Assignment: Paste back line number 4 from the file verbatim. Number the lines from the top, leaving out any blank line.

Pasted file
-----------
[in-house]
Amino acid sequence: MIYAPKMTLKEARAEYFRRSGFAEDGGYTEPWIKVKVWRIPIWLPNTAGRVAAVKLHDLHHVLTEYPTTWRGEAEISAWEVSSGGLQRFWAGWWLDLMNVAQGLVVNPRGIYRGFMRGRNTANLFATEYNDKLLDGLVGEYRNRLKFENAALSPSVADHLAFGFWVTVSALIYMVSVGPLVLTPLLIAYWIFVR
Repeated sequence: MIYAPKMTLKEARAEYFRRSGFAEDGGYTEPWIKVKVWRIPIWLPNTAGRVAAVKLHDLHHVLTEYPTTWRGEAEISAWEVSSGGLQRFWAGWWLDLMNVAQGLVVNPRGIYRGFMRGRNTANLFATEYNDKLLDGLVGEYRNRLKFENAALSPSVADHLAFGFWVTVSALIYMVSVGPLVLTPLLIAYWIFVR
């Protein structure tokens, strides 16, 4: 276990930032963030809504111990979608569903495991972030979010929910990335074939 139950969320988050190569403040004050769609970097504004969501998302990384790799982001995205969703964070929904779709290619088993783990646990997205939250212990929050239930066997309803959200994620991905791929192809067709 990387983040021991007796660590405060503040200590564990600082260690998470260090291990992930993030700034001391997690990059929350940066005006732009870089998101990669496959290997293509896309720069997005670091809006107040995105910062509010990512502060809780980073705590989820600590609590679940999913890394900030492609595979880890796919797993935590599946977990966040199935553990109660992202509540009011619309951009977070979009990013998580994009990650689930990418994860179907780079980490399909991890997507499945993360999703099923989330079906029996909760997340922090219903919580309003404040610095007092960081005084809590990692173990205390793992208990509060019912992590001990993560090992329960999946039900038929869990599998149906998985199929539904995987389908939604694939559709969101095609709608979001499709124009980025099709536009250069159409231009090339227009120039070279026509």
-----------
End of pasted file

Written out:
């Protein structure tokens, strides 16, 4: 276990930032963030809504111990979608569903495991972030979010929910990335074939 139950969320988050190569403040004050769609970097504004969501998302990384790799982001995205969703964070929904779709290619088993783990646990997205939250212990929050239930066997309803959200994620991905791929192809067709 990387983040021991007796660590405060503040200590564990600082260690998470260090291990992930993030700034001391997690990059929350940066005006732009870089998101990669496959290997293509896309720069997005670091809006107040995105910062509010990512502060809780980073705590989820600590609590679940999913890394900030492609595979880890796919797993935590599946977990966040199935553990109660992202509540009011619309951009977070979009990013998580994009990650689930990418994860179907780079980490399909991890997507499945993360999703099923989330079906029996909760997340922090219903919580309003404040610095007092960081005084809590990692173990205390793992208990509060019912992590001990993560090992329960999946039900038929869990599998149906998985199929539904995987389908939604694939559709969101095609709608979001499709124009980025099709536009250069159409231009090339227009120039070279026509």